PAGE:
- We don't refund memberships for volunteer hours, however we may offer small non-monetary perks for volunteers.
- We do not offer a la carte memberships, such as a "gaming badge". (Our goal is to build our community, not to provide space for unrelated communities and then enforce their separation.)
Minicon is a fundraiser for MNstf. Minn-stf's yearly operating budget is dominated by meeting stipends and the cost of our storage locker.
To be written
What do we know about people's commitment to staff various Minicon positions in the next 5 years? This list does not attempt to cover every single task that is done in the running of Minicon, but rather to hit the large and medium-large positions.
To be researched and written
Appendix: Stability of Minicon membership.
These numbers come from analyzing the registration database for M43-M48. If there are no large shifts in culture, we can expect each Minicon to consist of:
People who will come the next year too: 65%, broken down into:
- Hard core of long-time consistent members: 40%
- Non-new people who aren't yet clearly hard core: 15%
- First time members: 10%
People who won't come back the next year, 30%, broken down into:
- First timers: 15%
- People who have come more than once: 15%
- Occasional/returning members: 5%
Cutting the data up in a few more ways:
- The overwhelming pattern is for people to come consistently for a long string of years, missing only one here and there. One sees people who have come throughout our recorded period, those who started coming and kept at it, and those who used to come and stopped abruptly.
- People who miss more than one year in a row tend not to come back at all. Only 21 people out of a possible 709 have done this: 3%. Another few percent are the occasional members who have a long history with us but miss many years.
- 25% of our members each year are there for the first time. Of these, 40% of come back.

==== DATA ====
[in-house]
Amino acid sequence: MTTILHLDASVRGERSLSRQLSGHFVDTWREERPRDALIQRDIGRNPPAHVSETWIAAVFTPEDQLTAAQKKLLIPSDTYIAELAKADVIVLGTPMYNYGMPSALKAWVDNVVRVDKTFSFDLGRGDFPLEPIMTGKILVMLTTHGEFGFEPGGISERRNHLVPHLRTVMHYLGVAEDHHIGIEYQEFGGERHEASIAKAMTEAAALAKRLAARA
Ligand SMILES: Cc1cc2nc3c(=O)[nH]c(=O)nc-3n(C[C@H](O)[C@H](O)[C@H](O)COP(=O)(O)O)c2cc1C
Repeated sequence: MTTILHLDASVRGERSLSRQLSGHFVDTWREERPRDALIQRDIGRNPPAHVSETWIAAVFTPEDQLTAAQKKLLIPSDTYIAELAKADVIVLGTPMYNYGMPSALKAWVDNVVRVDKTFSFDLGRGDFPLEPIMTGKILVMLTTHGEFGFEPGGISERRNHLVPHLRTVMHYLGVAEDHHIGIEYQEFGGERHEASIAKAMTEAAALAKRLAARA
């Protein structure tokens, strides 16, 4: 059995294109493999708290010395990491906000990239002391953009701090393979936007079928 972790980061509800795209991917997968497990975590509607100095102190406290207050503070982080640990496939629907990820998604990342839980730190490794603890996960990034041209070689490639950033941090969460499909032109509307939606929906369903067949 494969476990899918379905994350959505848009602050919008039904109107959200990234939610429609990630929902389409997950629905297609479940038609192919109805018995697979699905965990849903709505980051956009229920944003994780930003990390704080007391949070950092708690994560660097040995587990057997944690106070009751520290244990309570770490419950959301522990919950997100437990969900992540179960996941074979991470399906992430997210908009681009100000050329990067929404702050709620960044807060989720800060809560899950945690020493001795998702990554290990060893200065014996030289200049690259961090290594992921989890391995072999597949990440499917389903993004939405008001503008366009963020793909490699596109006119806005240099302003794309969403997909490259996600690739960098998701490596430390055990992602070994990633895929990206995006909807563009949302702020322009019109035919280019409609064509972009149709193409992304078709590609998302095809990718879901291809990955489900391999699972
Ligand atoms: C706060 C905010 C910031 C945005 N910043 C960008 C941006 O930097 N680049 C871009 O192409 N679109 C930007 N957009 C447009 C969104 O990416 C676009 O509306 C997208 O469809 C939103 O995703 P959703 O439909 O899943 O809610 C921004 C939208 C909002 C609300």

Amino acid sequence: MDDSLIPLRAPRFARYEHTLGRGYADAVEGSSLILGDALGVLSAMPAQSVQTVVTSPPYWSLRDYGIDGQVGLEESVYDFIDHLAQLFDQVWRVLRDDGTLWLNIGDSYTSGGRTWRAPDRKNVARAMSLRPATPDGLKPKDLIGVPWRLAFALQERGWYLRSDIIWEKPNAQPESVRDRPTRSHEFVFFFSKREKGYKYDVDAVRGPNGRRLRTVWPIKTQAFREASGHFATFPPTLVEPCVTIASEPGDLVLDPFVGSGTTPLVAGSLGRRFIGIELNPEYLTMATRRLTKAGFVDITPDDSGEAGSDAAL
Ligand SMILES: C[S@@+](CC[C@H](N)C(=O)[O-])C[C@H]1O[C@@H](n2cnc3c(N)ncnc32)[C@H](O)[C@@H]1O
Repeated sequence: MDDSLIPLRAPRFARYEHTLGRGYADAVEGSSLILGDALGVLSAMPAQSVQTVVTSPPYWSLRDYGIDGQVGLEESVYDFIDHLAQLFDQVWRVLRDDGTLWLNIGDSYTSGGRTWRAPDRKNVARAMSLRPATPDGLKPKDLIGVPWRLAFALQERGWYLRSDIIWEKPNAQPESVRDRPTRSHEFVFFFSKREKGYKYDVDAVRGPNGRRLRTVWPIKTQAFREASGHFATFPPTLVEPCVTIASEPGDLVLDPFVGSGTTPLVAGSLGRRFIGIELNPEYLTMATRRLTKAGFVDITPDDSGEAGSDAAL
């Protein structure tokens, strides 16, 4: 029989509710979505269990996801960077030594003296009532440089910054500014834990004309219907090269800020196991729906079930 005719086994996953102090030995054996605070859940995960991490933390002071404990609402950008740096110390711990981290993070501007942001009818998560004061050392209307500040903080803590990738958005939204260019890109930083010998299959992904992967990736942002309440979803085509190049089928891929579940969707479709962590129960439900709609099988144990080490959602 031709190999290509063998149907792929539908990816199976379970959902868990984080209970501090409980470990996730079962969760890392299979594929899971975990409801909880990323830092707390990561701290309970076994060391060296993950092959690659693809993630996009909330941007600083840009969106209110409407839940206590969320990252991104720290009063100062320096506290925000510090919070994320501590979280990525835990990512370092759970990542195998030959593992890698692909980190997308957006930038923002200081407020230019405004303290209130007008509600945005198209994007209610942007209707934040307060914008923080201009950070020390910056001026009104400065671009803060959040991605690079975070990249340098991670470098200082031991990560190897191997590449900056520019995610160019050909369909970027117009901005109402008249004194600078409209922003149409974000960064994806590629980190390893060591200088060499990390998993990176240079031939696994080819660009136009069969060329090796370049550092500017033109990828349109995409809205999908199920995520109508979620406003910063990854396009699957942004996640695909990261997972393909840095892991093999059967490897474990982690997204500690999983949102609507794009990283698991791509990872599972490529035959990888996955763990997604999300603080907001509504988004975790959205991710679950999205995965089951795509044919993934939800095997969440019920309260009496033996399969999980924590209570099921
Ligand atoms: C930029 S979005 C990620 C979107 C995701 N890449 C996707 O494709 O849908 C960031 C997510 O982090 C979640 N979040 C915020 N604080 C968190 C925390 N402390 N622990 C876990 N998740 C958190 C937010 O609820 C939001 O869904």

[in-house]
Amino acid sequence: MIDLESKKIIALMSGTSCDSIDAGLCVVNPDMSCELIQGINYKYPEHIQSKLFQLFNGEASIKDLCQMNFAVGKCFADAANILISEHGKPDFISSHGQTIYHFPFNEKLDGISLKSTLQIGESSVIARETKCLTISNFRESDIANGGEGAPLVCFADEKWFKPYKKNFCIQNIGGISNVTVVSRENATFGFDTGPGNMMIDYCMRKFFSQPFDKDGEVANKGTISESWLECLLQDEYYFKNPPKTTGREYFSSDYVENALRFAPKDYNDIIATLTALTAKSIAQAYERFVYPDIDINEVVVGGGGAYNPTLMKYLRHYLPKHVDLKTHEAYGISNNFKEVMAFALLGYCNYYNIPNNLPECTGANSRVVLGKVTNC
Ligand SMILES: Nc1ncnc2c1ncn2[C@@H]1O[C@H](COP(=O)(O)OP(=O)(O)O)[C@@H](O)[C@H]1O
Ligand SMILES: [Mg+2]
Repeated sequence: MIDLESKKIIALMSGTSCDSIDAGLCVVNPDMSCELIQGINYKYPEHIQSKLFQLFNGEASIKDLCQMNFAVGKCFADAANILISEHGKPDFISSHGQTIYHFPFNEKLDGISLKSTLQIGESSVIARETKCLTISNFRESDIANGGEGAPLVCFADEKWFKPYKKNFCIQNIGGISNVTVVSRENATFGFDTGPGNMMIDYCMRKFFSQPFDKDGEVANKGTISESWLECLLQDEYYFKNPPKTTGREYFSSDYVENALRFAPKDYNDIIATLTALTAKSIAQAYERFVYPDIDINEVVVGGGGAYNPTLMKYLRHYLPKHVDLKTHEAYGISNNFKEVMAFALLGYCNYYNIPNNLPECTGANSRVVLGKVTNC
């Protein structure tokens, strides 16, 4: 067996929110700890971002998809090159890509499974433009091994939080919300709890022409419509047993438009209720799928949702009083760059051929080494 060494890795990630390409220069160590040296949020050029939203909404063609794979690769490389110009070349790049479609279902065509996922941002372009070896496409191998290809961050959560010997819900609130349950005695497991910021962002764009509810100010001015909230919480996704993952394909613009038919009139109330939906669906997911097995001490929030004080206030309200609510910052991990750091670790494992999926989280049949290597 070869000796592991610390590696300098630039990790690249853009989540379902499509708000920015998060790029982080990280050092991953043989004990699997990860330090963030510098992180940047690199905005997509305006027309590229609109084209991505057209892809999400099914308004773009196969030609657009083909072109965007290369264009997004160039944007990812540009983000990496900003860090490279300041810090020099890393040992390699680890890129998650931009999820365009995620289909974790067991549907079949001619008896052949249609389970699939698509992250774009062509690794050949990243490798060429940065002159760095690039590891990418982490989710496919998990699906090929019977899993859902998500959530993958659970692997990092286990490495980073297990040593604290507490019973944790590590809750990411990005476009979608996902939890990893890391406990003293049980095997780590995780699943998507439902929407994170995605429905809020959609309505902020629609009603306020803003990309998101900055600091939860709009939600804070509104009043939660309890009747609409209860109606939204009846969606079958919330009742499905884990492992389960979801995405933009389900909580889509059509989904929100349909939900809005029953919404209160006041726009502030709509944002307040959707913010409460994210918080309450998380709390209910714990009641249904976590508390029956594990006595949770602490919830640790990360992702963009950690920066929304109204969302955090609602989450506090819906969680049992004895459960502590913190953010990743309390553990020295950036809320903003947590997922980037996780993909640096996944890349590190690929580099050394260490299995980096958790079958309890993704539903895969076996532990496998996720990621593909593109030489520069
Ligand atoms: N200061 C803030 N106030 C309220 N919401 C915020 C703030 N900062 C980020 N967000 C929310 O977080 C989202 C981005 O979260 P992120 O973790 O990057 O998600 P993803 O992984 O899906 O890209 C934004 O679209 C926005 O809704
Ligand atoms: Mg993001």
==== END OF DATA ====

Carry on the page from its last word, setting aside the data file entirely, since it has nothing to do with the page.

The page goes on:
- Of the people who aren't one-timers, 15% stop coming each year.
Interpretation and Recommendations
Minicon is emphatically *not* made out of a different random group of people each year. Two out of three people at Minicon have been coming and will come again. We should weight their preferences accordingly. While it's find to design some fraction of our activities around what we think the 25% of first-time members might like, not much is going to hold up without significant existing interest from the other 75%.
Of the 15% of non-first time members who stop coming, I think it's safe to chalk a good portion of this up to moves, deaths, and non-fannish children who stop coming when they can make their own decisions. How much "a good portion" is, though, I don't know. The rest presumably leave because Minicon has ceased to be interesting or enjoyable to them. If there were some way to figure out the details of this, it would be of significant interest.
Less than half of first-timers ever come back. I don't think we should see this as a problem. Fandom isn't for everyone, and Minicon isn't either, even for people who are aligned with fandom. Some fraction (but it's very difficult to say what fraction) of these people are coming to see this year's GoH and have no interest in Minicon, or even perhaps fandom. We should of course be welcoming, but an expectation that everyone who comes once will be hooked is unrealistic.